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The Primes Ancestor Tree

This will be just a small theoretical article on the Primes Ancestor Tree. We will explore the possibility to label a generic tree in such way that it will be possible to verify if a node is an ancestor of another node (or to find the common ancestor of two nodes) just by applying integer arithmetic.

In fact, sometimes ago I was trying to implement some fancy algorithm that, given two nodes from the open list of a search algorithm, finds their common ancestor. While I was doing this I asked myself if it was possible to use prime numbers in order to provide a labeling system that encodes the “descendant” relation of the nodes.

I think that I have found a theoretical system. Even if it can not be used in real-world applications, I had fun playing with it looking for the properties of the resulting labeled tree. So, I thought it could be interesting to share.

The Primes Ancestor Tree

A “Primes Ancestor Tree” spread over an infinite binary tree. In orange, you can see the sequential n-th prime number that multiplies the parent label to compute the child label.
Figure 1. A “Primes Ancestor Tree” spread over an infinite binary tree. In orange, you can see the sequential n-th prime number that multiplies the parent label to compute the child label.

The idea behind this is to use prime numbers in order to reduce that problem into a division remainder problem. For simplicity sake, we will assume a binary tree from now on but you can virtually apply the same idea to a generic tree.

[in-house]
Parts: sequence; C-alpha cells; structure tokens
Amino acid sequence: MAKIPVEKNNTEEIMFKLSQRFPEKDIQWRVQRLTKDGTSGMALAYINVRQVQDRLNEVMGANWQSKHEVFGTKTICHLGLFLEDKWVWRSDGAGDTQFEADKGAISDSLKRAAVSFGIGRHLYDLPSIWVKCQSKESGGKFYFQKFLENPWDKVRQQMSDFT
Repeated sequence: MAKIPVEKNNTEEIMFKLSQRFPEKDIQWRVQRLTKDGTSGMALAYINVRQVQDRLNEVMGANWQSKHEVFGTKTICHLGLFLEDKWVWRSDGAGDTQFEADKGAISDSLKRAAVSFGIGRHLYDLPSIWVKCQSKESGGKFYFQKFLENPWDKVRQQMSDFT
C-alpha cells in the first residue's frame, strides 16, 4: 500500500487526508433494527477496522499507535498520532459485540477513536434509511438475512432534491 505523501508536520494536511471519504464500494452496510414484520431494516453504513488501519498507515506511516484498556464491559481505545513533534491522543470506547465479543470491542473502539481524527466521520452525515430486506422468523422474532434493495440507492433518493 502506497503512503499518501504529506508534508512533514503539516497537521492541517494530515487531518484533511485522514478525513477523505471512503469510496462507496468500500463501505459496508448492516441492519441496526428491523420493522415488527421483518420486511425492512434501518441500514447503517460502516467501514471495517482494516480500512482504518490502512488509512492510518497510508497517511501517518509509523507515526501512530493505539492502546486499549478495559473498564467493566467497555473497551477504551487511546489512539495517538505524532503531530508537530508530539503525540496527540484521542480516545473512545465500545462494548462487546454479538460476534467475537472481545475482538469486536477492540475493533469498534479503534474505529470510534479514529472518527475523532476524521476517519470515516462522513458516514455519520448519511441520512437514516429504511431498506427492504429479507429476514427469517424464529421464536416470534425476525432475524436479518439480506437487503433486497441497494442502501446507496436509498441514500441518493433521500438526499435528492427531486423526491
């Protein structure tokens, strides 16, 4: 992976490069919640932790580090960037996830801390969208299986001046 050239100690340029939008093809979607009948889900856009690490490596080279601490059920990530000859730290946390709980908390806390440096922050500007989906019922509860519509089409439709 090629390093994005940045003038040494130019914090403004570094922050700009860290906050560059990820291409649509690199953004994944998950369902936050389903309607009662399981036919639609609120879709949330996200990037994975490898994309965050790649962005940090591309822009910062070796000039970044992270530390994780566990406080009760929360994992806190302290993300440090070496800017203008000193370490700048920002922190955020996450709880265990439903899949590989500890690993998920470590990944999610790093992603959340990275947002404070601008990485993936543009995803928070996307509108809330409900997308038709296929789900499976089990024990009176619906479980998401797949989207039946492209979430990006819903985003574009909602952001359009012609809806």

Suppose we have a binary tree. We will label the root of the tree with 1. Then, we want to label the two children. The rule is simple: we label each child with the label of the parent times the n-th prime number. Therefore, in our case, the first child of the root will be labeled with “1 times 2”, that is 2, and the second child will be labeled with “1 times 3”, that is three.

We can continue in this way until the tree is fully labeled. For example, the children of the node labeled “2” will be labeled “2 times 5” (10) and “2 times 7” (14). And so on. You can look at the image above for a more complete example.

The resulting tree is a Primes Ancestor Tree and it will benefit from these three beautiful properties:

  1. Every label in a subtree is divisible by the root of the subtree. For example, just look at the subtree starting from “2”. Every node in this subtree is clearly an even number. Moreover: only this subtree contains even numbers.
  2. **Given a node A and a node B, B is an ancestor of A if and only if `A mod B` is equal to zero. **Or, in other words, only if A is divisible by B. This is just a consequence of the way the tree is constructed: if B is an ancestor of A, then B prime factors will be a strict subset of the prime factors of A.
  3. **Given two random nodes in the tree, the common ancestor is the node labeled with the Greatest Common Divisor of the two nodes. **This is a consequence of the point 2.

This tree is quite fascinating because it is possible to find a lot of beautiful properties in it. Unfortunately, it is not possible to use an ancestor prime tree in practical applications. The size of the label numbers increases fast  and the factorization of these numbers, that is required for the verification of the previous properties, will quickly become unfeasible. However, this can be a nice and fun mathematical construction to play with.

UPDATE 11th April 2016:

Good news! If you apply these concepts to a binary tree and read the labels in breadth-first order you obtain an integer sequence, namely 1, 2, 3, 10, 14, 33, 39, 170, 190, 322, 406, 1023, 1221, 1599… and so on and so forth.

Well, this integer sequence has been added into the On-Line Encyclopedia of Integer Sequences! It is now officially the sequence A268878! This is a tiny but funny achievement!

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